Search resuls for: "Chuck Todd"
17 mentions found
It’s those two words that best explain what makes Meet the Press, Meet the Press.
Nothing is quite so intimidating or humbling than being introduced as the moderator of Meet the Press — the longest-running show on television.
Learn more about "Meet the Press" and explore 75 years of history-making interviews.
Watch "Meet the Press," Sunday mornings on NBC.
Viewers don’t watch Meet the Press to be on the edge of their seats.
Sen. Rick Scott said he doesn't know any Republicans who want to change Social Security or Medicare.
They have also suggested raising the age to collect Social Security and raising health insurance premiums for seniors.
Democrats have honed in on the line about Social Security spending, using it to campaign against Republicans.
On NBC News' "Meet the Press" on Sunday, host Chuck Todd asked Scott about his position on Social Security.
Why put Social Security into the political arena every five years?
This standoff will shift the terrain only by inches, even if it does help change which party has technical control of Congress.
As for resolving the larger argument, that’s still a decision that the country makes during presidential elections, not midterms.
For Republicans, a populist questionNeither party is currently prepared for the coming 2024 fight because both have unresolved internal issues that the midterm results may put into sharper focus.
But the fact of the matter is, they are losing on the crime issue — not by a little, but a lot.
But just because the fight is public and ugly, doesn’t mean it isn’t necessary and eventually helpful ahead of 2024.
Every election cycle, the NBC News Political Unit produces our Election Book to assist the network’s anchors, correspondents, producers and reporters in the field for Election Night.
It contains essential information on almost every race, historical factoids, timelines, past exit polls, political trends and overarching narratives to help explain the current election cycle.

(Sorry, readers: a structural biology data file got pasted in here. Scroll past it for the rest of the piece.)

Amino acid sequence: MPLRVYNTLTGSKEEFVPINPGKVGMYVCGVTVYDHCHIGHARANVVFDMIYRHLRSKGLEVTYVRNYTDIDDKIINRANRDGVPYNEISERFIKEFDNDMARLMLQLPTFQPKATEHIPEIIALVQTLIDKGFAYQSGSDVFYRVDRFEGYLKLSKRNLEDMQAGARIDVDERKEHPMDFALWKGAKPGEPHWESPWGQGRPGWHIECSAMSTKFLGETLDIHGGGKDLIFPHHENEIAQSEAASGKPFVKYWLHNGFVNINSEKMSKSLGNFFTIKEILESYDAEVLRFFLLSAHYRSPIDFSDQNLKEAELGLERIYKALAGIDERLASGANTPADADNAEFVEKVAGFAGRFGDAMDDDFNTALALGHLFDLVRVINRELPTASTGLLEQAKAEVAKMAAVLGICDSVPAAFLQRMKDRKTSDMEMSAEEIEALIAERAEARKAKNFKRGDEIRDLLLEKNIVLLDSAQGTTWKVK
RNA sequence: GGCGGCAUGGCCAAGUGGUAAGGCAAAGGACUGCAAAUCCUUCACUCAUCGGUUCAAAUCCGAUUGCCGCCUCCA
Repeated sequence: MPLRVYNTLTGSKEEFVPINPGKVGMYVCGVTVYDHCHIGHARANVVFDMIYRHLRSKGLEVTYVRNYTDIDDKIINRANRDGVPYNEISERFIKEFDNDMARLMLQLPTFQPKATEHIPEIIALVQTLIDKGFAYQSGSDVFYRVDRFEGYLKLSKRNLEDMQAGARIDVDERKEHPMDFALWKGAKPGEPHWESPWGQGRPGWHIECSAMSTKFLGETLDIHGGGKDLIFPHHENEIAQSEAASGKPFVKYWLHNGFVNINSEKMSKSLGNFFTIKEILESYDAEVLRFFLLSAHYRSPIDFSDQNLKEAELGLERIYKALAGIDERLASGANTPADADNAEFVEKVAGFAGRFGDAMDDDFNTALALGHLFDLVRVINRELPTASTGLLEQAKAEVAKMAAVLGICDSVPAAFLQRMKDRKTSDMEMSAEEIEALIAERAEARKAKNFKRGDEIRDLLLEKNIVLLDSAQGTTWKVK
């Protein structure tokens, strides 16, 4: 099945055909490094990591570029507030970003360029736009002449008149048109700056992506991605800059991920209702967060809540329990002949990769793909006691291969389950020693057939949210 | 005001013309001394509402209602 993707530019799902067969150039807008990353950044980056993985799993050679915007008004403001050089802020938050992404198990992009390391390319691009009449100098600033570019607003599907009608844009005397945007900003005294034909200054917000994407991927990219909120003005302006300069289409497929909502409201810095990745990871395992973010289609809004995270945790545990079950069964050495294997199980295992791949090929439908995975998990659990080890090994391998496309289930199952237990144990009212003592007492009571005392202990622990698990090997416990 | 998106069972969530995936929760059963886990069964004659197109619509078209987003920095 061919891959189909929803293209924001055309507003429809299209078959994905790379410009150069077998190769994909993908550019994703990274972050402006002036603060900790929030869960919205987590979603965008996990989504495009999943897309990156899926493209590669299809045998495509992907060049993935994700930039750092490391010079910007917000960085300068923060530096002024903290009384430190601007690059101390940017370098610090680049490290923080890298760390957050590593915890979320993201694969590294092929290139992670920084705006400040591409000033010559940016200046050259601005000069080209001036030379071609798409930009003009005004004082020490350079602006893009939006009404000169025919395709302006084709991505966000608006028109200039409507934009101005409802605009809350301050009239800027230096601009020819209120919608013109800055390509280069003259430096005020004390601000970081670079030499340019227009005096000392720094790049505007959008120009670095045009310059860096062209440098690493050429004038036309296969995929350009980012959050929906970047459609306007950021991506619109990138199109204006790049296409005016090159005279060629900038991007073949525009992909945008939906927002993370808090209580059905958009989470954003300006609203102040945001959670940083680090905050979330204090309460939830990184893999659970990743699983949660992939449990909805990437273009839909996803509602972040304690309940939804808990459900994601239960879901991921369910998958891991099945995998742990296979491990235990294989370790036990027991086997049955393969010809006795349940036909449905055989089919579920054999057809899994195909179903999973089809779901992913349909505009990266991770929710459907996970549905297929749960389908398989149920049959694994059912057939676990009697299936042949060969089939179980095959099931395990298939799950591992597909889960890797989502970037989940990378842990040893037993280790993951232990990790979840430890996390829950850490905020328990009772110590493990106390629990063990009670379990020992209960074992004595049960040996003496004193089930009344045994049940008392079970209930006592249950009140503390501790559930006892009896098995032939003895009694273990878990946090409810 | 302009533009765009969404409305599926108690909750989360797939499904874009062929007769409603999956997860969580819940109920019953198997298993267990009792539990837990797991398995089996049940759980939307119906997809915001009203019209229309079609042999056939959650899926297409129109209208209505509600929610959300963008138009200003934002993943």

It is our election bible, and we are making it available for you to read.
You’ll be reading the material that our anchors, correspondents and producers will be relying on come Nov. 8 — and beyond.
And you can keep up to date on the latest midterm elections news with the Meet the Press Blog as well as the NBC News midterm live blog.
Sen. Amy Klobuchar said she does not trust Elon Musk as the new owner of Twitter.
"No, I do not," Klobuchar replied before rebuking social-media companies for "making money" off of amplifying "stuff that's a bunch of lies."
I just don't think people should be making money off of passing on this stuff that's a bunch of lies," Klobuchar said on Sunday.
They are making money off of this violence," Klobuchar said.
Klobuchar added that social-media companies bear some responsibility in staving off political violence, referencing the attack on Paul Pelosi on Friday.
Sununu doesn't believe there's "any need" for attack ads against Nancy Pelosi ahead of the midterms.
On NBC's "Meet the Press," Sununu said the paramount goal at the moment is the speaker's safety.
Chris Sununu on Sunday said he didn't believe there was "any need" for attack ads against House Speaker Nancy Pelosi ahead of the midterms after her husband was violently attacked in California last week.
"No, I don't think there's any need for the attack ads," the governor said.